The daily newspaper for Fall River, Mass., began a series this week that will follow first-year educator Sam Podbelski, a 2011 graduate of Roger Williams University who is now teaching at the city’s B.M.C. Durfee High School. In the introductory piece, Podbelski shared his thoughts on his first post-college professional assignment teaching history to special needs students.
From THE FALL RIVER HERALD NEWS
New Teacher Settling into Work at B.M.C. Durfee High School
By Derek Vital, Herald News Staff Reporter
September 26, 2011
Fall River — A few short months ago, Sam Podbelski was living the life of a college senior. He was completing his final season as a pitcher for the Roger Williams University baseball team, getting ready for graduation and scrambling to find a job. Now, the 22-year old is embarking on his chosen profession — teaching.
The Herald News will follow the first-year educator as he teaches history to special needs students at B.M.C. Durfee High School. Podbelski will share with our readers his thoughts as he molds these young minds. What are the biggest hurdles a new teacher experiences? What works well and what is more of a challenge?
“It’s surreal that students are going to get their schedule and it’s going to say Sam Podbelski,” he said. “It’s letting go of that safety net which is exciting and nerve-racking at the same time.”
Podbelski said he had quite a culture shock the first time he stepped foot on the Durfee campus last year. He graduated from East Greenwich High School in Rhode Island with a class of about 150 students.
“I grew up in a suburban town,” said Podbelski. “It was nothing like Fall River.”
Podbelski describes himself as the oldest first year teacher at Durfee. He spent the entire 2010-11 school year as a student teacher in the high school’s history department, shadowing veteran educator Jay Correia. Podbelski also worked at Durfee’s summer program, so he was more acclimated to his surroundings than most rookie teachers.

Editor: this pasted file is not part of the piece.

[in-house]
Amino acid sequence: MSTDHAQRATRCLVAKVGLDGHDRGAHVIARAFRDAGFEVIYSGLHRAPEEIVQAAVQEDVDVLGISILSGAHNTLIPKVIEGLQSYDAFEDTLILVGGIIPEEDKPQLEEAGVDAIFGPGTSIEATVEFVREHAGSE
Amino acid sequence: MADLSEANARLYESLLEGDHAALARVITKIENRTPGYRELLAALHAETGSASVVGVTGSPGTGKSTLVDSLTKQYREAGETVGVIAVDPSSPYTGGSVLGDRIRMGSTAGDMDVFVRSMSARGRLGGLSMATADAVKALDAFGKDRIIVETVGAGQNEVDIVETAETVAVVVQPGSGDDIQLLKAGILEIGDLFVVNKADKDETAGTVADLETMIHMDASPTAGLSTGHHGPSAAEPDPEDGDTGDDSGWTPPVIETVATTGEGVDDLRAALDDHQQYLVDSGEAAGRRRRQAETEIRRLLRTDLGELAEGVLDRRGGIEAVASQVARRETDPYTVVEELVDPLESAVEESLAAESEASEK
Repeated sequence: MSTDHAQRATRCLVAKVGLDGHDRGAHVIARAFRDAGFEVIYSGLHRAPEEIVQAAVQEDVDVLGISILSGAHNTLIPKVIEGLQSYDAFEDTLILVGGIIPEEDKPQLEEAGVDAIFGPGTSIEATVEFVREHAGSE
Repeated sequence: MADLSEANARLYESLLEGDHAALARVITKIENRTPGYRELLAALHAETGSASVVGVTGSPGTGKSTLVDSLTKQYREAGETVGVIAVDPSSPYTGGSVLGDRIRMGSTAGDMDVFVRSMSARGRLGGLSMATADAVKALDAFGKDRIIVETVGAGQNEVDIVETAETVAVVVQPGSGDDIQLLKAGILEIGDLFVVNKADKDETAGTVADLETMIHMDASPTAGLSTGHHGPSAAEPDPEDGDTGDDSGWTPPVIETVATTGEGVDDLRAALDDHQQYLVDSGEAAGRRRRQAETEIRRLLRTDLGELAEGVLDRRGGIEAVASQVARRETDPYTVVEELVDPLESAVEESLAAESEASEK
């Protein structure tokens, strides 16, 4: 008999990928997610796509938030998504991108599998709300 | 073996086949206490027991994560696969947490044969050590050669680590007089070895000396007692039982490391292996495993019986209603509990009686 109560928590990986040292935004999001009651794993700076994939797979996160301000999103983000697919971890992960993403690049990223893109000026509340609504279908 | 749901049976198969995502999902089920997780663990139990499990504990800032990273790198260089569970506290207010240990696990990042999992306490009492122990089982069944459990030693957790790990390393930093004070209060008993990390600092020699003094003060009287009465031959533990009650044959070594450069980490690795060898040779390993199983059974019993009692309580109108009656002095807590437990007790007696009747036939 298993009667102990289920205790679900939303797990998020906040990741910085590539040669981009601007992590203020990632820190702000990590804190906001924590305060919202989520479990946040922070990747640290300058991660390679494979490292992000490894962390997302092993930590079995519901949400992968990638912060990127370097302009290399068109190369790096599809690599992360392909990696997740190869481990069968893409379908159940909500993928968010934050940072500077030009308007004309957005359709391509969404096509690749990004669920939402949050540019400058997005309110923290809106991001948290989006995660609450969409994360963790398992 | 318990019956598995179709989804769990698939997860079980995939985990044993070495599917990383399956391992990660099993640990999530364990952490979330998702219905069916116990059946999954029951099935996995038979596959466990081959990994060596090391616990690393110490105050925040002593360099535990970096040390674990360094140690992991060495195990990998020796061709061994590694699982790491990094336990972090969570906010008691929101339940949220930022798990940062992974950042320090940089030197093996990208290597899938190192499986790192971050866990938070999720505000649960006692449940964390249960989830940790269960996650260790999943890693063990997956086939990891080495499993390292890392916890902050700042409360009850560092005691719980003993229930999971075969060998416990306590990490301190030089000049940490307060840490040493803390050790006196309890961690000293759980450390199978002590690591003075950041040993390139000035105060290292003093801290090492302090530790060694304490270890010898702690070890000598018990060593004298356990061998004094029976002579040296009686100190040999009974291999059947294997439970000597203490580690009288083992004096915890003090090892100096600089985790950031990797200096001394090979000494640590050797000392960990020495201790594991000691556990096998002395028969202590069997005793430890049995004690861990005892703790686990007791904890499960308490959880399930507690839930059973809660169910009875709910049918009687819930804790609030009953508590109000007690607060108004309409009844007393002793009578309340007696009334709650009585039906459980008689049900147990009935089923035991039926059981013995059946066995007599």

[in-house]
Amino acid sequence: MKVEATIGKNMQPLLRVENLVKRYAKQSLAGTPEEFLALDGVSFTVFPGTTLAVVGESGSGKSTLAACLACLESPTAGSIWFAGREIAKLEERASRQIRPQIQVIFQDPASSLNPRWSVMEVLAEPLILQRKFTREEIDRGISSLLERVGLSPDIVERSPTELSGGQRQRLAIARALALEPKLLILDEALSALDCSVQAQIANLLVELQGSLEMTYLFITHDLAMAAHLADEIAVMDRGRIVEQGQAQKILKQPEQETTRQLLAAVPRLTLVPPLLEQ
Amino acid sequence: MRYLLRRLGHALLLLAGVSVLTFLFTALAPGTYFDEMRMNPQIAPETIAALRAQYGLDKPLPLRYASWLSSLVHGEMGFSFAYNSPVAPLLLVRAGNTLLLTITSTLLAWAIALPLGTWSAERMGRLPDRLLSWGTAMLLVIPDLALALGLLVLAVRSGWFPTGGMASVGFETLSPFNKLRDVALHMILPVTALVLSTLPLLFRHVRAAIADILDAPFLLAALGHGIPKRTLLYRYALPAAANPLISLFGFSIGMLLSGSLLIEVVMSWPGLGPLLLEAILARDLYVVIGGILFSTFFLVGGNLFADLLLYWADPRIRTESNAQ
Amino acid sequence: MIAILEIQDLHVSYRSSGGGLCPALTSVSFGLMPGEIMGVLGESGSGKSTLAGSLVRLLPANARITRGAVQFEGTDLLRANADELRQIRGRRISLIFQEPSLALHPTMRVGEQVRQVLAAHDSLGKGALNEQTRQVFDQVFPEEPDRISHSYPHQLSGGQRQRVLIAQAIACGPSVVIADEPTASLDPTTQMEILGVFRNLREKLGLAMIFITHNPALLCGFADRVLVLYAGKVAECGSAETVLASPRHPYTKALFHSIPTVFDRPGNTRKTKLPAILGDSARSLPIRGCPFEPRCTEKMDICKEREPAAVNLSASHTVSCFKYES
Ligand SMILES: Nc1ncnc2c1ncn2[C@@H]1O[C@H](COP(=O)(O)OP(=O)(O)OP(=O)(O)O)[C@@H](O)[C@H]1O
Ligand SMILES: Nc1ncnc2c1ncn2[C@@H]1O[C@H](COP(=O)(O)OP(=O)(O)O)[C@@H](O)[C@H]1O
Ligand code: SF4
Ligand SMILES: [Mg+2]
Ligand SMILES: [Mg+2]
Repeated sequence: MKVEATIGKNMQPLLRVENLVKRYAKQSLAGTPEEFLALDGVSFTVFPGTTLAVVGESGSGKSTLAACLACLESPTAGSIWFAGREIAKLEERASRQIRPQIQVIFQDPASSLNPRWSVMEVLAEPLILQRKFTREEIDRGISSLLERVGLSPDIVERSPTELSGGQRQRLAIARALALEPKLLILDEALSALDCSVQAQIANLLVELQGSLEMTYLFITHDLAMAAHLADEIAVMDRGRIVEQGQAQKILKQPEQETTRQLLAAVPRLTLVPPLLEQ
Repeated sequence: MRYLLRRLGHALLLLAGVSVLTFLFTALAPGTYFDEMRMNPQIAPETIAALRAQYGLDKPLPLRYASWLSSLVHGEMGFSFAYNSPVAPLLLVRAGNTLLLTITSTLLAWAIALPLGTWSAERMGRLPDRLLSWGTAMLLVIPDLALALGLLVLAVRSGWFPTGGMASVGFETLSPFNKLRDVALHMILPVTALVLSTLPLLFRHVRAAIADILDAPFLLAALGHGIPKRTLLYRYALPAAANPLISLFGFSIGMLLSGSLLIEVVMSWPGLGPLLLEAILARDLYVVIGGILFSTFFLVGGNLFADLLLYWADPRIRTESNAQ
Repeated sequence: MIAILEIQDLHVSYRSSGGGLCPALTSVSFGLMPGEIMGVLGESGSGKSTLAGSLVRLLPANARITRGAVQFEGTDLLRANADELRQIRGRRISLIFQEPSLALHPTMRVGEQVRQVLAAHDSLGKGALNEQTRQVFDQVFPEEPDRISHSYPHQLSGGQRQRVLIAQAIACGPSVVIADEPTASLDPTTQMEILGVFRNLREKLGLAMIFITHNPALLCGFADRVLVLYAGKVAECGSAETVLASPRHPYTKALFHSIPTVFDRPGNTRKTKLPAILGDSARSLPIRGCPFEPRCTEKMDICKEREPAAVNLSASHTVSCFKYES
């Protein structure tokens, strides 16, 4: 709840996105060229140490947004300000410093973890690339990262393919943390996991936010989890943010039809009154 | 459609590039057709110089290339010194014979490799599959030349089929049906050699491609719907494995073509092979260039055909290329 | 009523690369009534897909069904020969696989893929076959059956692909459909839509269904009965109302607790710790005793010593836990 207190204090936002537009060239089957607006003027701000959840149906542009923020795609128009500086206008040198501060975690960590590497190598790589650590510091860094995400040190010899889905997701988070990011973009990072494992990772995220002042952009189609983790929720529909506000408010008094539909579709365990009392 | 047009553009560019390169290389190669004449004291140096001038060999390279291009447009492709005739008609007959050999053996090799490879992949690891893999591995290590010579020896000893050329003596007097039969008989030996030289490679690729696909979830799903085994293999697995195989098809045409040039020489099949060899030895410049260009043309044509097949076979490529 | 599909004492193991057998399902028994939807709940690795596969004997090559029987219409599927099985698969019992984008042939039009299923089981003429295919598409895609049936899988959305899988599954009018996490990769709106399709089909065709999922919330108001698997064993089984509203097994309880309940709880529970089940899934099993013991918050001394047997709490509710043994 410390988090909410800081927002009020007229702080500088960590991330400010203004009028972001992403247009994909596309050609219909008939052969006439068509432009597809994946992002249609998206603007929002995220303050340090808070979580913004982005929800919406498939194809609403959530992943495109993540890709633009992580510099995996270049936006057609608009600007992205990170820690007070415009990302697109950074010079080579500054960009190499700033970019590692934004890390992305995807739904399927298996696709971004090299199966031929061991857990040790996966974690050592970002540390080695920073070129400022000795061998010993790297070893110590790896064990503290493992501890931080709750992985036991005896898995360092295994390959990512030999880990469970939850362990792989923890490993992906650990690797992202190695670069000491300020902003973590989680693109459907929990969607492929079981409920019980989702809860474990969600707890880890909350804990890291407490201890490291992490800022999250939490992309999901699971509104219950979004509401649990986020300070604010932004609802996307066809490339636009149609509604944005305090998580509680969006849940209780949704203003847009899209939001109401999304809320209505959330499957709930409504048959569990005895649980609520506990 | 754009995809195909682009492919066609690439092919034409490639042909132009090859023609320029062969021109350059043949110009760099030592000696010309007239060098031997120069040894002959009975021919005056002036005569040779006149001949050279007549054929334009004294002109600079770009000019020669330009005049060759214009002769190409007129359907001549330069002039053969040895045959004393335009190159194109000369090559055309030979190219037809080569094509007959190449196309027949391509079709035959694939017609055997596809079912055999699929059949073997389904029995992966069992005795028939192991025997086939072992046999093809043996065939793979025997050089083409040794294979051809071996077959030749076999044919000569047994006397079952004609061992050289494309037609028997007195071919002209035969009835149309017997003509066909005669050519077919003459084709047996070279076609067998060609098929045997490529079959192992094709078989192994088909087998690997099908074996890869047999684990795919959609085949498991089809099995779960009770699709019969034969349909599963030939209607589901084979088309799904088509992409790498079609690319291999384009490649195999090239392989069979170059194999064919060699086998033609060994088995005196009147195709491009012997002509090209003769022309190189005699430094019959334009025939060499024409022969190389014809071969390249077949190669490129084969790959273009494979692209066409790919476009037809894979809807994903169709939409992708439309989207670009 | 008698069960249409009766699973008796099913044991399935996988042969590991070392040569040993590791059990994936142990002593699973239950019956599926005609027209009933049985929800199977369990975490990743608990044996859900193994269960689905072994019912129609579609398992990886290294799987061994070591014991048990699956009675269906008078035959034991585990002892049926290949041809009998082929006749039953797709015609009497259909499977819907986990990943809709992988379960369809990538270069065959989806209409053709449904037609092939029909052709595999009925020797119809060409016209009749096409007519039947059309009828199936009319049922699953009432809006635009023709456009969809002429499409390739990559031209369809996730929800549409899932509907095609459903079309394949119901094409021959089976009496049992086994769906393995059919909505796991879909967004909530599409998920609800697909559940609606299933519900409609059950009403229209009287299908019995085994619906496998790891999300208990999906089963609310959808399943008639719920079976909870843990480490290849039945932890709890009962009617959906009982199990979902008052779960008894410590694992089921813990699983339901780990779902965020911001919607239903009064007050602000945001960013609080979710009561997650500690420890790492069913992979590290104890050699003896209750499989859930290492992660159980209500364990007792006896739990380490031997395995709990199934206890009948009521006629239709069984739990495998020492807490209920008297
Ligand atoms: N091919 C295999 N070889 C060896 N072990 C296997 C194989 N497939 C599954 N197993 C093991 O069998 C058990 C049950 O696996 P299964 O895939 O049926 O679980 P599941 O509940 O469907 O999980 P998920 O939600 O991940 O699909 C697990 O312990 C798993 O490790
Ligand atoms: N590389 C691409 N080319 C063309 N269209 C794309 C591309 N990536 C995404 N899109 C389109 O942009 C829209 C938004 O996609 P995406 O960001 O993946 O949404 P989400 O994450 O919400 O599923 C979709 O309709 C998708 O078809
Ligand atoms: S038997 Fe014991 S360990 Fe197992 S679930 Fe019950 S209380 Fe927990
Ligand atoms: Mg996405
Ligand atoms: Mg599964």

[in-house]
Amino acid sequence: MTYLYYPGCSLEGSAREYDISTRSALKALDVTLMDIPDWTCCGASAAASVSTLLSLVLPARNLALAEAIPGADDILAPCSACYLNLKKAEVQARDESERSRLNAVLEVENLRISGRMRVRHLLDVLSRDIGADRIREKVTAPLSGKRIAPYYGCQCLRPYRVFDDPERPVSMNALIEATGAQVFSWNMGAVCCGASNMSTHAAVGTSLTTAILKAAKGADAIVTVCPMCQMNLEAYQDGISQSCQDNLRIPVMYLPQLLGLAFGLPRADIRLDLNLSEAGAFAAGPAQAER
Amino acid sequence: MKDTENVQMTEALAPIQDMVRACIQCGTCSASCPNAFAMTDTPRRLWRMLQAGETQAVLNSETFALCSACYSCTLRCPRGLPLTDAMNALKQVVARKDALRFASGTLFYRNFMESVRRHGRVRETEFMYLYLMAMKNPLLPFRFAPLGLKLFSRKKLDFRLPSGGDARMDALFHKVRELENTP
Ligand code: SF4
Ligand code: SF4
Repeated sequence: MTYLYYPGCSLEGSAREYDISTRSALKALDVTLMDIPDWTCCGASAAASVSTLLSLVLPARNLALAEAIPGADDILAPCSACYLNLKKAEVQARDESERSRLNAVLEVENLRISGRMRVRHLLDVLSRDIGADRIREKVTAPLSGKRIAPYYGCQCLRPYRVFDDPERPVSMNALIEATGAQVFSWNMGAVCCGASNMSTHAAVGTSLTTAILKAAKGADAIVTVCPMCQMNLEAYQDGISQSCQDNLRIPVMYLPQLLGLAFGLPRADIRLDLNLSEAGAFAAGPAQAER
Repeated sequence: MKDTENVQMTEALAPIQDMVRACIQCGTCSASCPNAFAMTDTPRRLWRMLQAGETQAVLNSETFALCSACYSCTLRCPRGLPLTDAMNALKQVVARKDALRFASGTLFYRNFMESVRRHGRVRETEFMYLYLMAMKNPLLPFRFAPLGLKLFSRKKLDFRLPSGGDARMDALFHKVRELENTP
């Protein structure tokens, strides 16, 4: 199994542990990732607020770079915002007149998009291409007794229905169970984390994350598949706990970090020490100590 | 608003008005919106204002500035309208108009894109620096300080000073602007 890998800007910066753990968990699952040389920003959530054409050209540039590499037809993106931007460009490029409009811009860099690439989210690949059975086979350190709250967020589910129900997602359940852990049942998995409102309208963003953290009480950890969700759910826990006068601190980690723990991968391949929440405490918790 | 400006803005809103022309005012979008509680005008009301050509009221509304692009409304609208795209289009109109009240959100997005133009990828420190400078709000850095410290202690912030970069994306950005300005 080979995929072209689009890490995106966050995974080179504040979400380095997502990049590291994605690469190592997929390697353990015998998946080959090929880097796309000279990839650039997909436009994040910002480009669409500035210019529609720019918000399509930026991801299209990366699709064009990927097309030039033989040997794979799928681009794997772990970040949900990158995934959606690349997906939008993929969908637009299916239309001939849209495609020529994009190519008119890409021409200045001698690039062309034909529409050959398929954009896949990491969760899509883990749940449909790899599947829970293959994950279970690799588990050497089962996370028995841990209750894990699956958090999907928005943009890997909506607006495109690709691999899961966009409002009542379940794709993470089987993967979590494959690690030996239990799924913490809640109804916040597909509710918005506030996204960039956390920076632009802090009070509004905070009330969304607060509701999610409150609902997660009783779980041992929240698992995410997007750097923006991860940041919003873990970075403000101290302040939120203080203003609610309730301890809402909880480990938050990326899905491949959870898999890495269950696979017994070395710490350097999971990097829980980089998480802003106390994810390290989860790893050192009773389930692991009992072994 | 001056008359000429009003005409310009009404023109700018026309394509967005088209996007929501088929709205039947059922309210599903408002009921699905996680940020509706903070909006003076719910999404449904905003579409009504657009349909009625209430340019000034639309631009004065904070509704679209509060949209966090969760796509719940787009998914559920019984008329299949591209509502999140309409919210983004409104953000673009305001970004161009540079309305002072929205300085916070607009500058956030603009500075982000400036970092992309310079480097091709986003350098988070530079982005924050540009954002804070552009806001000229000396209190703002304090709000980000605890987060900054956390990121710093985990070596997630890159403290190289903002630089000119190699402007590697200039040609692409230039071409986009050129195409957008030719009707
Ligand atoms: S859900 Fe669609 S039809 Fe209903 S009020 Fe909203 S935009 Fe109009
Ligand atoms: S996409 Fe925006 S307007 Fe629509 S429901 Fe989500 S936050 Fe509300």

“I’ve been in the building for a year and a half,” said Podbelski. “I know enough to get around and I know the people that work here. I was more familiar than other people on their first day.”
One of the challenges for Podbelski is getting adjusted to working with special needs students. His degree is in history and secondary education and he spent his entire student teaching tenure working with typical classrooms consisting of 30 students. Now there are no more than 12 students in his self-contained classroom, all of whom have moderate to high learning disabilities.
“It’s a learning process, especially with the special education,” said Podbelski. “What are the best learning strategies for these students? I majored in history, I didn’t major in special education. It’s finding out what works best in the classroom, what works best for me.”
Podbelski is working on a waiver, but will have to begin making strides toward obtaining a license to teach special education. He is putting those classes on hold until he gets acclimated to his teaching routine.
He is excited for the opportunity and looks forward to the challenge.
“It’s a new model here at Durfee, which I think will be successful because it’s taking kids out of the regular classroom, giving them a smaller group to work in,” said Podbelski. “When you look at the MCAS scores in Fall River, these are the kids we need to bring to the top.”
He said veteran teachers like Correia and Derek Farias along with his mentor Anthony Martin have been instrumental in getting him up to speed. They have provided him with tips on how to keep the students engaged in the learning process.
“The first thing I wanted to do was create an atmosphere with the students where they would be comfortable with me and to make a good impression,” said Podbelski. “Out of the many things Jay (Correia) taught me it was set the bar from day one. I wanted to make a good impression with the kids. That was my goal the first day.”
Outside of scrambling around the building because first-year teachers do not have their own classroom, Podbelski feels that the first few weeks of his career have gone well. He gives himself a passing grade with some room for growth.
“So far so good,” said Podbelski. “I have the days where I go home and feel this wasn’t the best lesson plan. But the principal told me don’t get discouraged and I’m not going to get discouraged. For as many bad lessons that I didn’t think worked, I’ve had just as many good lessons. I think I made the right choice to be here.”
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